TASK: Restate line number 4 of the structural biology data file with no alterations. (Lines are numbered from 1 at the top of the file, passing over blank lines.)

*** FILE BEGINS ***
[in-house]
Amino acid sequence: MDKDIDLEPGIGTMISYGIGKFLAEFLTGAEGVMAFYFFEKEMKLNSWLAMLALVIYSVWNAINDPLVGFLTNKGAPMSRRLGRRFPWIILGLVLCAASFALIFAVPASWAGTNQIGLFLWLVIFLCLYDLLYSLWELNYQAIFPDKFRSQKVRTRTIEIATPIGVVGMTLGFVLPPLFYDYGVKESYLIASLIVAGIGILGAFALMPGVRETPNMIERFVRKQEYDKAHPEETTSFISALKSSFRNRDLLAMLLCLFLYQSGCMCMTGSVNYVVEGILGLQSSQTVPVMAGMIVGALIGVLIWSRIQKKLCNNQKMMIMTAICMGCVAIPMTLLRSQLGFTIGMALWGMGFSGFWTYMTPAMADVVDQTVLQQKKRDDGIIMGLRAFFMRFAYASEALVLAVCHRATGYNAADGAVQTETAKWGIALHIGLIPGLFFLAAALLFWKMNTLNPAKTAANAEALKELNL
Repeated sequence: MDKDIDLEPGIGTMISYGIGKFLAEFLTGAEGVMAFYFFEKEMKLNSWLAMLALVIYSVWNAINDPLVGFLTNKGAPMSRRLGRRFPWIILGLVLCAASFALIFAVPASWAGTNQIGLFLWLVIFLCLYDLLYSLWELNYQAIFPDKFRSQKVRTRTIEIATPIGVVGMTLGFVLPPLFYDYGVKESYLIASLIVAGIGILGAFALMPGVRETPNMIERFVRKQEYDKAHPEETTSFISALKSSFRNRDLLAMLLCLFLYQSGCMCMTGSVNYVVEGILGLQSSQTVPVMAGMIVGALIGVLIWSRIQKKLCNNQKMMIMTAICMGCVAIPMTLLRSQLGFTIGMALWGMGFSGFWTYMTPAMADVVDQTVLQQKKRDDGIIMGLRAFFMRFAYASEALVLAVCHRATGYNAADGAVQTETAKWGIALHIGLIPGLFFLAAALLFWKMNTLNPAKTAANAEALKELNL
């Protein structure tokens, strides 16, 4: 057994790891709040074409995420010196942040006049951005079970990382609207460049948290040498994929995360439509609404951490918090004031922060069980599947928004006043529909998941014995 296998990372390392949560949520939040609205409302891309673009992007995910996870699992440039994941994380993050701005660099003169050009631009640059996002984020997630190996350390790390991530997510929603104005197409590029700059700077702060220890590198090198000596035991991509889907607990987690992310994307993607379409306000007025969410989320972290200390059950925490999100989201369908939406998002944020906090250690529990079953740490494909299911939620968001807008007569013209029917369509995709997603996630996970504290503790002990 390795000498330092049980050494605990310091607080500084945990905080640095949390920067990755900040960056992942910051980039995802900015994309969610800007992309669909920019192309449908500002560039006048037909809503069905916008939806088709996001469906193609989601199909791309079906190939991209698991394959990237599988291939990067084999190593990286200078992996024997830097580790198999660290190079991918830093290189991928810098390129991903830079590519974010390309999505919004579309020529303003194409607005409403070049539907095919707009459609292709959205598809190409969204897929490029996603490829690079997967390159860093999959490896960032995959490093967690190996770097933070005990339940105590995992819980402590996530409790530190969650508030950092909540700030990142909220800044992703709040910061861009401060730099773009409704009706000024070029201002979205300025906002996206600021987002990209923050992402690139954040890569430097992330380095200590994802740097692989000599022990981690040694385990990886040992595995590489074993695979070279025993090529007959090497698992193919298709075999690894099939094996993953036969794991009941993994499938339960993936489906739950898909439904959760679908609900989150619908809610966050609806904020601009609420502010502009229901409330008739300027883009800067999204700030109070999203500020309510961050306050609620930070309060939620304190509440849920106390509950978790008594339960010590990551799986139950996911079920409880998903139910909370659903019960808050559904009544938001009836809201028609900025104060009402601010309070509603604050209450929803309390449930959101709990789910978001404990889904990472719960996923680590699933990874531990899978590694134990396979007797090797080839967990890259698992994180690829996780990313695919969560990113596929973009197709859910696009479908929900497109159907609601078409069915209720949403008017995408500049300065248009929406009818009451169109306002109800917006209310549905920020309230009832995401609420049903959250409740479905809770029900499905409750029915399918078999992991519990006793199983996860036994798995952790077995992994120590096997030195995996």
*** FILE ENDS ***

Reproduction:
């Protein structure tokens, strides 16, 4: 057994790891709040074409995420010196942040006049951005079970990382609207460049948290040498994929995360439509609404951490918090004031922060069980599947928004006043529909998941014995 296998990372390392949560949520939040609205409302891309673009992007995910996870699992440039994941994380993050701005660099003169050009631009640059996002984020997630190996350390790390991530997510929603104005197409590029700059700077702060220890590198090198000596035991991509889907607990987690992310994307993607379409306000007025969410989320972290200390059950925490999100989201369908939406998002944020906090250690529990079953740490494909299911939620968001807008007569013209029917369509995709997603996630996970504290503790002990 390795000498330092049980050494605990310091607080500084945990905080640095949390920067990755900040960056992942910051980039995802900015994309969610800007992309669909920019192309449908500002560039006048037909809503069905916008939806088709996001469906193609989601199909791309079906190939991209698991394959990237599988291939990067084999190593990286200078992996024997830097580790198999660290190079991918830093290189991928810098390129991903830079590519974010390309999505919004579309020529303003194409607005409403070049539907095919707009459609292709959205598809190409969204897929490029996603490829690079997967390159860093999959490896960032995959490093967690190996770097933070005990339940105590995992819980402590996530409790530190969650508030950092909540700030990142909220800044992703709040910061861009401060730099773009409704009706000024070029201002979205300025906002996206600021987002990209923050992402690139954040890569430097992330380095200590994802740097692989000599022990981690040694385990990886040992595995590489074993695979070279025993090529007959090497698992193919298709075999690894099939094996993953036969794991009941993994499938339960993936489906739950898909439904959760679908609900989150619908809610966050609806904020601009609420502010502009229901409330008739300027883009800067999204700030109070999203500020309510961050306050609620930070309060939620304190509440849920106390509950978790008594339960010590990551799986139950996911079920409880998903139910909370659903019960808050559904009544938001009836809201028609900025104060009402601010309070509603604050209450929803309390449930959101709990789910978001404990889904990472719960996923680590699933990874531990899978590694134990396979007797090797080839967990890259698992994180690829996780990313695919969560990113596929973009197709859910696009479908929900497109159907609601078409069915209720949403008017995408500049300065248009929406009818009451169109306002109800917006209310549905920020309230009832995401609420049903959250409740479905809770029900499905409750029915399918078999992991519990006793199983996860036994798995952790077995992994120590096997030195995996």